Suggestions and tips required when soldering single smd led chips to long wires instead of pcb or st

Discussion in 'The Projects Forum' started by Craig O'Neill, Jun 1, 2016.

  1. Craig O'Neill

    Thread Starter New Member

    Jun 1, 2016
    2
    0
    Hello,
    I want to light up single smd leds essentially floating/hanging in mid air on wires.
    I havent even begun the project yet but thought it maybe wise to see if anyone else had any tips that may save me time/money.
    Im more an a.c engineer than D.c and normally deal with 230v minimum so out of my comfort zone. I understand the theory but have little practical experience with soldering these components.

    Many thanks in advance......
     
  2. mtonge

    New Member

    Apr 19, 2016
    24
    8
    I have seen some beautiful displays with strings of tiny LEDs hanging from the ceiling. Impressive as they were, I kept wondering where I could get the same type of wire that was used. The strands were very fine wire with a thin, clear insulation. I want to get some similar wire to use with hanging, LED lighted ornaments. I have searched Mouser and Digikey endlessly, but I cannot find a wire description to suit. Do you have a lead on some appropriate wire?
     
  3. Craig O'Neill

    Thread Starter New Member

    Jun 1, 2016
    2
    0
    Maybe.......but only if you have help for me? :) just kidding.
    Well I planned on simply stripping down a standard stranded cable and leaving it bare with spacers between the cores to prevent contact (like national grid transmission lines but without the huge voltage). I plan to use the bare elements of the lighting structure as the features and will all be enclosed behind clear acrylic so safety isn't an issue for me in this case hence leaving bare. However, if I needed to insulate them I would probably use a cat5 cable or similar? Should be insulated to at least 50v to cope with telecommunications and very tiny when straightened....
     
  4. mtonge

    New Member

    Apr 19, 2016
    24
    8
    I'm looking at surface mount (SMD/SMT) standard LEDS at Mouser Electronics, and there are 5,291 products listed. Do you have a specific idea of color, size, viewing angle, etc? There is a large selection of 3mm, through hole type with cylindrical lenses that have 180 degree viewing angle. You can spend hours looking at parts, but you may get a better idea of what will work for your project. As for wire, I've tried cat5 patch (stranded) wire, and it's Ok if you don't mind colored twisted pairs.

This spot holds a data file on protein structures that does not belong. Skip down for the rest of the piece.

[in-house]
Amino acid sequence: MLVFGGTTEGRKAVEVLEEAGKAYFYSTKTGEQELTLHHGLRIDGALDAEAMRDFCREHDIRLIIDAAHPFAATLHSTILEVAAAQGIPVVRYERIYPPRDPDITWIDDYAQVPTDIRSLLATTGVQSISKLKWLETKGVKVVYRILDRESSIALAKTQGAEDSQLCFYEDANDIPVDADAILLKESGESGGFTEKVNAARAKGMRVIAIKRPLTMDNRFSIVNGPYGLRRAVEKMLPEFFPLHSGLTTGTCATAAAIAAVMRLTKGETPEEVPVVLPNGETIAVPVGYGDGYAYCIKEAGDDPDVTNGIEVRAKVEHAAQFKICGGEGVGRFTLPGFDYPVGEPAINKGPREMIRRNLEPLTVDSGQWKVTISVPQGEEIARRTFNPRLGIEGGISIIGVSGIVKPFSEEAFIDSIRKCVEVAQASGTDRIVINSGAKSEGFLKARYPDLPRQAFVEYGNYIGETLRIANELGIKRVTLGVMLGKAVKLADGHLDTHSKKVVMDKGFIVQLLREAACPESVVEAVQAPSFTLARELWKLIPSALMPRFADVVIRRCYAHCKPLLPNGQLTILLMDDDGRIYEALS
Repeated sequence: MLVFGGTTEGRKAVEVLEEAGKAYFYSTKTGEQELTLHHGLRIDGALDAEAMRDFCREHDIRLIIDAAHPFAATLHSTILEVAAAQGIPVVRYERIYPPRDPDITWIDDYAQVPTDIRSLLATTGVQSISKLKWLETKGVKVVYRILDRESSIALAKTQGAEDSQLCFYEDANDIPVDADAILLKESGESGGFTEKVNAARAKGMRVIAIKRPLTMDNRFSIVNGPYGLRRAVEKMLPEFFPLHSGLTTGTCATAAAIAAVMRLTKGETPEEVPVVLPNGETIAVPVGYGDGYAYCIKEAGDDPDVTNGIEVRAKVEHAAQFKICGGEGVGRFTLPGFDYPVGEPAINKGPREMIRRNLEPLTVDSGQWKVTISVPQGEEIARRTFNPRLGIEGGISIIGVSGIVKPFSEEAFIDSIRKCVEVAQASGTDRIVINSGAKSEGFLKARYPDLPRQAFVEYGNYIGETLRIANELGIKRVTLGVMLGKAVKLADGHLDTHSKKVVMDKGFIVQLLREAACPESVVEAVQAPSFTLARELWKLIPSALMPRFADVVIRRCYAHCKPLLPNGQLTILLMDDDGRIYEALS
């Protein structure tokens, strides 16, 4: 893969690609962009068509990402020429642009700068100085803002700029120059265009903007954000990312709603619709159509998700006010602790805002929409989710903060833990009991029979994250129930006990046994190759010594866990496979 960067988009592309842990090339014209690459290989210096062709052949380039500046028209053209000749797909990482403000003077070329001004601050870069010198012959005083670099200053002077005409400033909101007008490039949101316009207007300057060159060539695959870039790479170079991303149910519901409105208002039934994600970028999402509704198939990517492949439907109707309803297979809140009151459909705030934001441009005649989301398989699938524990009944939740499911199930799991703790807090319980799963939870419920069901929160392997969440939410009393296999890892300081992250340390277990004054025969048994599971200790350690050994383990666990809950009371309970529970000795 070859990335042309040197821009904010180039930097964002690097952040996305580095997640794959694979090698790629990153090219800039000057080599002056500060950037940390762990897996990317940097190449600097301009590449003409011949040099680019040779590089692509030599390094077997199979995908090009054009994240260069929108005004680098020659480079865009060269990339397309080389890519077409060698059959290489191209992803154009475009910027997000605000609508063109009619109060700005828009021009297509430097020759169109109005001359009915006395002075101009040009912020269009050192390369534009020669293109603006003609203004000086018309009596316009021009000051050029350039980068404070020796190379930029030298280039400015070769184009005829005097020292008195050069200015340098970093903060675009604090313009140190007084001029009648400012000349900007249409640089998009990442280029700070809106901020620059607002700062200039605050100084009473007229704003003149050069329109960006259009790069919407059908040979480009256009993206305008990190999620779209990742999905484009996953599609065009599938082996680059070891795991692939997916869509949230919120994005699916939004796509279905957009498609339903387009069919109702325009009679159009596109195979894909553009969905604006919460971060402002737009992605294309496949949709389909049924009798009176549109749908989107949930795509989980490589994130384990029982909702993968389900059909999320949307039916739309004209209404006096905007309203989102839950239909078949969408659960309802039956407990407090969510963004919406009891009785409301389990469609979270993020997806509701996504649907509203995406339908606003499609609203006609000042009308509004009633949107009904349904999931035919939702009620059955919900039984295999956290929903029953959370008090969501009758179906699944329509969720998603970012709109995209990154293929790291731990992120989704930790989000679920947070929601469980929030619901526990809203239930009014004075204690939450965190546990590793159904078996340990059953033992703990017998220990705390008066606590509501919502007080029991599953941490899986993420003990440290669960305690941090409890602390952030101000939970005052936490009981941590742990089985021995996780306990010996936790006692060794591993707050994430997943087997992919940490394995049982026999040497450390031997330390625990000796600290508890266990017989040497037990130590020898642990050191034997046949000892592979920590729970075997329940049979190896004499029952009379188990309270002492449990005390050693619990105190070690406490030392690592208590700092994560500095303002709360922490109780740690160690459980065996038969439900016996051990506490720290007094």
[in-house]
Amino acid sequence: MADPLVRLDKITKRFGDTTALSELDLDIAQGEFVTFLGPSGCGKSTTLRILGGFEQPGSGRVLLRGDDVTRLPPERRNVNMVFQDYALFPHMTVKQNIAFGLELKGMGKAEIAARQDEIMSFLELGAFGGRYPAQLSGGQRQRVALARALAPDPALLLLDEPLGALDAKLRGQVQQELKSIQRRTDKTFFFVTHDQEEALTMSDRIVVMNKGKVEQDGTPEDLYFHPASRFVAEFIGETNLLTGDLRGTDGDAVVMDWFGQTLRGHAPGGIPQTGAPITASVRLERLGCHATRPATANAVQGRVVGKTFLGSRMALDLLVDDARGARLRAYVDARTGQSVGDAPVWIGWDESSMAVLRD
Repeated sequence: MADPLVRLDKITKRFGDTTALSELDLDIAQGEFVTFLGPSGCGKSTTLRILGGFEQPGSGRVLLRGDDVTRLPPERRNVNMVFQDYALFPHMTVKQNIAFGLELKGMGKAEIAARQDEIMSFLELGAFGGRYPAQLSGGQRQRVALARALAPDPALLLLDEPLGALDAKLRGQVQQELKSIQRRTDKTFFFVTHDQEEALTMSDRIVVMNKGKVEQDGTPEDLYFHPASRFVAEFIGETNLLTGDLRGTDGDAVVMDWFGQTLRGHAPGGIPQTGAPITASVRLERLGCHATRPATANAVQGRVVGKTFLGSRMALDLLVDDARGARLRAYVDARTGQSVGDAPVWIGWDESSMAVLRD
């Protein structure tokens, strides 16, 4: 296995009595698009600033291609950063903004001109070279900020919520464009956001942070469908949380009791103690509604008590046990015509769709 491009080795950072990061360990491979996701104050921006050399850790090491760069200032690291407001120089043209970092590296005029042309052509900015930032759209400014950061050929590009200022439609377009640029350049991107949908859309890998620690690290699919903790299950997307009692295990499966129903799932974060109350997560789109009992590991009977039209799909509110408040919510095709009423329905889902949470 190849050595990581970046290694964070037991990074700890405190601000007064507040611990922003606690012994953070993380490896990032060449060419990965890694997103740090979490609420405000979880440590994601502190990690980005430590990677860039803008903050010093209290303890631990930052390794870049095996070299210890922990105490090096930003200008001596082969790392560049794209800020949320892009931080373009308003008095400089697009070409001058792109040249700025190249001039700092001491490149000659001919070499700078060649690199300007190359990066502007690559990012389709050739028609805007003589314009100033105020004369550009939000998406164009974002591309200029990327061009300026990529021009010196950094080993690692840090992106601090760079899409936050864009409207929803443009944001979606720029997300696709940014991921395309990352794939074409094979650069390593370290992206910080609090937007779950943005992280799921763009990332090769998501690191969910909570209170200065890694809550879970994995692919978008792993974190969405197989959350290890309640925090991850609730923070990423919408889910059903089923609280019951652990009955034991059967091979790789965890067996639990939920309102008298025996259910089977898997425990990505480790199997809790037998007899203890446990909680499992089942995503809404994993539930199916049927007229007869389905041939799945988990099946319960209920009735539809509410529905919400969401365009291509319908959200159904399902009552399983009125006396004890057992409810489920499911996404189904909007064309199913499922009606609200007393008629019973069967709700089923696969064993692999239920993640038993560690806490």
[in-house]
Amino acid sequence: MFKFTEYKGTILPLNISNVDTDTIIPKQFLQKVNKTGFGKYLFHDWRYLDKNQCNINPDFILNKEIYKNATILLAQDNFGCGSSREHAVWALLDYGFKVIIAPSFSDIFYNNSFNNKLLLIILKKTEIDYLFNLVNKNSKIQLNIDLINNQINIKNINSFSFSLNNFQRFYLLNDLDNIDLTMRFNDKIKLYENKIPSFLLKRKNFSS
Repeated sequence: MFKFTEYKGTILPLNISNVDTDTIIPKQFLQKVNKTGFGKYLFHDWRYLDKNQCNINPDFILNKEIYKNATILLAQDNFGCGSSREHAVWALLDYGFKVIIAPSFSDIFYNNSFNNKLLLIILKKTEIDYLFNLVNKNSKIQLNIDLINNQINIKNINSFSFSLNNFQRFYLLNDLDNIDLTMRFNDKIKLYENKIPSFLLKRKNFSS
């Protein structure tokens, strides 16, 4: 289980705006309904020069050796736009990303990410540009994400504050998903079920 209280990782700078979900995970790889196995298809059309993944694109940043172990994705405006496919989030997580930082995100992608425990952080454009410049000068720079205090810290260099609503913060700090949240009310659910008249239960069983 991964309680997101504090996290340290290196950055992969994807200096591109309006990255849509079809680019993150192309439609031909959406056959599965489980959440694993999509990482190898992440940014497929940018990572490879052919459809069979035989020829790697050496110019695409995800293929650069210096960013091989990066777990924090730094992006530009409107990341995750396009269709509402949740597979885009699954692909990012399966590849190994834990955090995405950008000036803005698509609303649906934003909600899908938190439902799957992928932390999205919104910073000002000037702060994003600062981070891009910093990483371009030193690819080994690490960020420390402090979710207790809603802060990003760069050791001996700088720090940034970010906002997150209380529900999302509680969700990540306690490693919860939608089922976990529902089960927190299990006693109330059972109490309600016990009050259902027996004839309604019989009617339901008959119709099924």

5. Sensacell

    Well-Known Member

    Jun 19, 2012
    1,132
    267
    I recommend using wire-wrap wire, it's #30 AWG solid, thin enough so it will not stress the components too much, insulated and easy to strip.
     
  6. MrAl

    Well-Known Member

    Jun 17, 2014
    2,440
    492
    Hi,

    You can solder SMD components to wires but you should be careful not to apply the heat for two long.
    One of the main ideas is you have to have a way to hold the SMD part down while you solder the wire on, because the cohesion from the solder will pick the part right up off the work bench, and thus it will overheat while you try to figure out a way to get it off :)
    Tweezers with one hand, iron in the other hand. Tin the tip of the wire, putting a small amount of solder first so you can 'tack' on the lead to the SMD part. Make sure the connection is strong by gently pulling on the wire.

    SMD parts were not really made for this but i've done several in the past this way, LEDs and resistors.
    You might find a better way to hold the part down while you solder it too. Maybe a gentle clip like a clothes pin with something coming off one tip, and the other side clamped to the work bench or glued down.

    I also did one by gluing it down with Elmers Glue :)
    The glue comes right off after your done, but have to wait for it to dry so that's not as good.

    The wire you can use is magnet wire, sometimes called "enamel" wire or "transformer" wire, etc.
    You can get very very thin sizes, down to #40, but i've had good success with #32 AWG.
     
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